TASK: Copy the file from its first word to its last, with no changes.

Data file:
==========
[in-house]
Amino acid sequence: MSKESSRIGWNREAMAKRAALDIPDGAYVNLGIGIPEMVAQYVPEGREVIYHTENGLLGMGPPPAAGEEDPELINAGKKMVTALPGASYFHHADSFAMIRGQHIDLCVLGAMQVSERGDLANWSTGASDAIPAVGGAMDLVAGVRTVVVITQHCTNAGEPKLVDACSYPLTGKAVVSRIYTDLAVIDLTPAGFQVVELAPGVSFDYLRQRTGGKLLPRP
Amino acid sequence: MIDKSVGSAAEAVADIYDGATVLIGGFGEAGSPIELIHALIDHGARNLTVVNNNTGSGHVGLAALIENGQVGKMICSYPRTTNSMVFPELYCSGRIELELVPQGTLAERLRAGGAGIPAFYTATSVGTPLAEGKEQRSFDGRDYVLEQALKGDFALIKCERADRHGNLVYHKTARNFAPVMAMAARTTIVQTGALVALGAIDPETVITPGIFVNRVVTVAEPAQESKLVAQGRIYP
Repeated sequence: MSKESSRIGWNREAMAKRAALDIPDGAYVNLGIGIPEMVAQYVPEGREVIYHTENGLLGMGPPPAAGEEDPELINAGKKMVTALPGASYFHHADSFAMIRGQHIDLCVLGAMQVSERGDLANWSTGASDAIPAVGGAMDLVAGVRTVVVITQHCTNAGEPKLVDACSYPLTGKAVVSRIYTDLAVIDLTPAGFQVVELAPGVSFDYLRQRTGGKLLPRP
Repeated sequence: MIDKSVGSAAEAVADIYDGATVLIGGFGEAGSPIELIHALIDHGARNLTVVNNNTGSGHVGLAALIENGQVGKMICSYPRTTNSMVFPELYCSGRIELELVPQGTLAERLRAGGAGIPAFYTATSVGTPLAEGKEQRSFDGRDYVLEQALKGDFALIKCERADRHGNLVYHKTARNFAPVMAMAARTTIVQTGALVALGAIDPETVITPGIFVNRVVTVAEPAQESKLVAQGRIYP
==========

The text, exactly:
[in-house]
Amino acid sequence: MSKESSRIGWNREAMAKRAALDIPDGAYVNLGIGIPEMVAQYVPEGREVIYHTENGLLGMGPPPAAGEEDPELINAGKKMVTALPGASYFHHADSFAMIRGQHIDLCVLGAMQVSERGDLANWSTGASDAIPAVGGAMDLVAGVRTVVVITQHCTNAGEPKLVDACSYPLTGKAVVSRIYTDLAVIDLTPAGFQVVELAPGVSFDYLRQRTGGKLLPRP
Amino acid sequence: MIDKSVGSAAEAVADIYDGATVLIGGFGEAGSPIELIHALIDHGARNLTVVNNNTGSGHVGLAALIENGQVGKMICSYPRTTNSMVFPELYCSGRIELELVPQGTLAERLRAGGAGIPAFYTATSVGTPLAEGKEQRSFDGRDYVLEQALKGDFALIKCERADRHGNLVYHKTARNFAPVMAMAARTTIVQTGALVALGAIDPETVITPGIFVNRVVTVAEPAQESKLVAQGRIYP
Repeated sequence: MSKESSRIGWNREAMAKRAALDIPDGAYVNLGIGIPEMVAQYVPEGREVIYHTENGLLGMGPPPAAGEEDPELINAGKKMVTALPGASYFHHADSFAMIRGQHIDLCVLGAMQVSERGDLANWSTGASDAIPAVGGAMDLVAGVRTVVVITQHCTNAGEPKLVDACSYPLTGKAVVSRIYTDLAVIDLTPAGFQVVELAPGVSFDYLRQRTGGKLLPRP
Repeated sequence: MIDKSVGSAAEAVADIYDGATVLIGGFGEAGSPIELIHALIDHGARNLTVVNNNTGSGHVGLAALIENGQVGKMICSYPRTTNSMVFPELYCSGRIELELVPQGTLAERLRAGGAGIPAFYTATSVGTPLAEGKEQRSFDGRDYVLEQALKGDFALIKCERADRHGNLVYHKTARNFAPVMAMAARTTIVQTGALVALGAIDPETVITPGIFVNRVVTVAEPAQESKLVAQGRIYP